Boeing engineers and test pilots considered before two fatal 737 MAX crashes whether an anti-stall system should be redesigned after discussing how flawed data from a single sensor could trigger it repeatedly, US investigators have found.
The so-called MCAS system, which relied on one sensor, has been linked in part to crashes of 737 MAX jets flown by Lion Air and Ethiopian Airlines, which triggered a worldwide grounding and a corporate crisis at the world’s largest planemaker.
The potential redesign discussed during 737 MAX development was ultimately ruled out, based in part on the assumption pilots would react in time to any malfunction, according to a National Transportation Safety Board report to Indonesian investigators.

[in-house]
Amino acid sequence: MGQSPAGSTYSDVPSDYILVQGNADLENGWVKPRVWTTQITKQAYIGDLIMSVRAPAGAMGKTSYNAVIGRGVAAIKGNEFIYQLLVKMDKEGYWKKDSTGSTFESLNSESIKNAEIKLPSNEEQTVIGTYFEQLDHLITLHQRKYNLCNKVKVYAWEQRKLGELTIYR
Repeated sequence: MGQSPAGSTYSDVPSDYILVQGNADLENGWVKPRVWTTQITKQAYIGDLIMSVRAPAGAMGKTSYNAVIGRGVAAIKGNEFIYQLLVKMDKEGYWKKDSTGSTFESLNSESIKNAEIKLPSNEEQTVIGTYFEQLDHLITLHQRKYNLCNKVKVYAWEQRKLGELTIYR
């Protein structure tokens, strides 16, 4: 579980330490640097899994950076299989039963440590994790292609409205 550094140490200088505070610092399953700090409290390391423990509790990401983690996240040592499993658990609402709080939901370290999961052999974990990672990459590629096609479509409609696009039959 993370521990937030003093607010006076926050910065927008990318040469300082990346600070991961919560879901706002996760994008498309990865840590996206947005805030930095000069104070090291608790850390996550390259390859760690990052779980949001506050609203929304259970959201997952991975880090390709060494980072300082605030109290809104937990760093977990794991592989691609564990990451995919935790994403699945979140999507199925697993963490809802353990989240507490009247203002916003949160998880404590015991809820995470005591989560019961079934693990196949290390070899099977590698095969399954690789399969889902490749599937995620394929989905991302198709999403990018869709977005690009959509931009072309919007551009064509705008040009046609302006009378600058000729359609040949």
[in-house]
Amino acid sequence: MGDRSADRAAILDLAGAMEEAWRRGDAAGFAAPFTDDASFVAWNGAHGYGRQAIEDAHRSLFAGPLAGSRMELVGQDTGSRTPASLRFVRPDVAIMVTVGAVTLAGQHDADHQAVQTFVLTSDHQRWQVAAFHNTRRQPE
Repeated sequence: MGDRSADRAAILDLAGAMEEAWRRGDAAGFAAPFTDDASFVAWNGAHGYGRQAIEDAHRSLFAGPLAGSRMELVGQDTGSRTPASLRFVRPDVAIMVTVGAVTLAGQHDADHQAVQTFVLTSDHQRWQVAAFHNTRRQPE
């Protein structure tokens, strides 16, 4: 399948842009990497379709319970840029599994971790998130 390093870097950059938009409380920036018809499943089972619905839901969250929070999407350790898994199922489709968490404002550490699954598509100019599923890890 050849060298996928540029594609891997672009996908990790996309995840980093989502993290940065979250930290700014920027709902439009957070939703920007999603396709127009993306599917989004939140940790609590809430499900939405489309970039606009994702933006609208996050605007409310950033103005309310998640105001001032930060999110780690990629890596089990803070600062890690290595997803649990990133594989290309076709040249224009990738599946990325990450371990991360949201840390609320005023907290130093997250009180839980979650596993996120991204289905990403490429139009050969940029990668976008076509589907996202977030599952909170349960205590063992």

Although not formally part of the required analysis, the Boeing staff discussed the scenario of repeated activation of MCAS due to erroneously high Angle-of-Attack data and considered whether a redesign was necessary, the NTSB report said, citing a 2019 presentation by Boeing to the agency.
“As part of this discussion they discussed the combined flight deck effects … but determined that no redesign was necessary,” the NTSB said of the Boeing discussion, referring to alerts that could be potentially distracting to pilots.
Later, in a review after the Lion Air 737 MAX crash last October which killed all 189 people on board, Boeing also found that presenting the scenario to regulators would not have led it to classify the anti-stall system as a bigger hazard at the time.
Boeing has redesigned the system to rely on more than one sensor and help reduce pilot workload as it strives to return the model to the air.
The fresh details of the design of the MCAS system from the NTSB are included in a final report by Indonesian officials into the Lion Air crash. The NTSB has been supporting the Indonesian-led probe.